The whistle at the top of the third started a sloppy ground ball drill gone from bad to worse as both teams wrestled for possession. Harvard finally came up with the face and got the ball to senior Derek Novak (Hotchkiss, CT) who shot from top right. Crimson sophomore Alex Vap (St. Albanas, MD) fed Novak who then shot low corner pocket (2-9). Princeton's Daly registered a hat trick with a close range low to high top right shot at 10:57 (10-2). Coach's kid Brendan Tierney punctuated a series of short quick passes in the paint off a feed from Daly on an EMO at 7:49 (11-2). The next goal came from Hartofilis as he bit turf on a low shot dive for the bottom right corner. Hartofilis came up with the ball after as loose ball scurry around the crease (12-2). Harvard's Mike Baly gave the Princeton offense some rest with a goal. Baly who looked like he was warding as he cut hard from the top of the box hit top left corner (3-12). Princeton junior Josh White (St. Mary's, MD) rounded out the scoring blitz in the third with a shin high shot on McKenna (13-3).
At the start of the final period, Princeton got the faceoff. Boyle found Dumont who came flying in out of nowhere on an explosive top right cut for the goal (14-3). Princeton swung the ball behind on a 1-4-1 with none other than Boyle in the driver's seat. Boyle came up the goalie's left side along the crease and split the D who left Tierney way too exposed in the hole for a candy shot. Tierney tacked a sharp bouncer that hit the back net high (15-3). The next two Princeton goals came from Fallon and Prager. Prager's EMO goal brought the score to (17-3). Crimson's Vap took the ball straight from the face to the back of the net for Harvard's last goal of the day (17-4). The final Princeton shot resulted from an EMO goal by Tierney. Boyle had the ball up top and found Tierney parked on the crease who then psyched out McKenna with a fake high dump low shot. The final score of the day was 18-4 Princeton.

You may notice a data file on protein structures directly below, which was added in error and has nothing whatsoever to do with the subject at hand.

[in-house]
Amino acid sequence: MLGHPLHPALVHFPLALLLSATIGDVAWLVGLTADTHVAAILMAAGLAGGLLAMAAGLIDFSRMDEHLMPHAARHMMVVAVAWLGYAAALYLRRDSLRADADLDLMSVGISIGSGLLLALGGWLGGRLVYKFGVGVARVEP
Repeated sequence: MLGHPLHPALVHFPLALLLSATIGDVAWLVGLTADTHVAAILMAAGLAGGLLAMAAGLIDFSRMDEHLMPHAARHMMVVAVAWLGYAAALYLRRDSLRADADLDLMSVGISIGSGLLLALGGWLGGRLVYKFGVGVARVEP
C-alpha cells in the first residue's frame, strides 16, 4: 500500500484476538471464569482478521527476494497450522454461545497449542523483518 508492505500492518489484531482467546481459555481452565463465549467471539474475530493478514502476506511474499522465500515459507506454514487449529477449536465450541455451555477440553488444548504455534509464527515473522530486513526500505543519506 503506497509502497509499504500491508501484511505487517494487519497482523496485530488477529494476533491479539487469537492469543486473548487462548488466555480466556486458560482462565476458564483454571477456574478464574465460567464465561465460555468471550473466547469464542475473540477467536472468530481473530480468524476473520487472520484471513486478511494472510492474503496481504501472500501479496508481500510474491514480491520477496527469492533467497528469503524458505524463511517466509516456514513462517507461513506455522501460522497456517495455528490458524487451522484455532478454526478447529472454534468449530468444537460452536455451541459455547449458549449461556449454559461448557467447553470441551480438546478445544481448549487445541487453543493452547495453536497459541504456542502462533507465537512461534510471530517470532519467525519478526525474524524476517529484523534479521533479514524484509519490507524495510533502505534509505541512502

The win underscores an unusual, but highly effective Tiger offense, a merciless defense and an uninspired performance by their Harvard counterparts. Princeton had a 33% shooting average to Harvard's 12.5% performance. Princeton was able to convert on 4/5 EMOs. The defensive effort against Crimson rivaled Princeton's performance against Hofstra earlier this season on March 16, 2001. Tiger Damien Davis came out strong in the 12-4 drubbing over Hofstra as well as against Harvard. He was paired up against leading scorer Matt Primm who failed to use his 6-3, 230 lb. momentum to his competitive advantage. All eyes will be on 1952 Stadium next week as the pre-prom party to the final dance will undoubtedly get rowdy. The Tiger women had an easy day as well over Harvard 14-4. Tiger freshman Lindsey Biles (Annapolis, MD) rallied for four goals and senior Charlotte Kentworthy (Frazer, PA) notched a hat trick.
Harvard vs. Princeton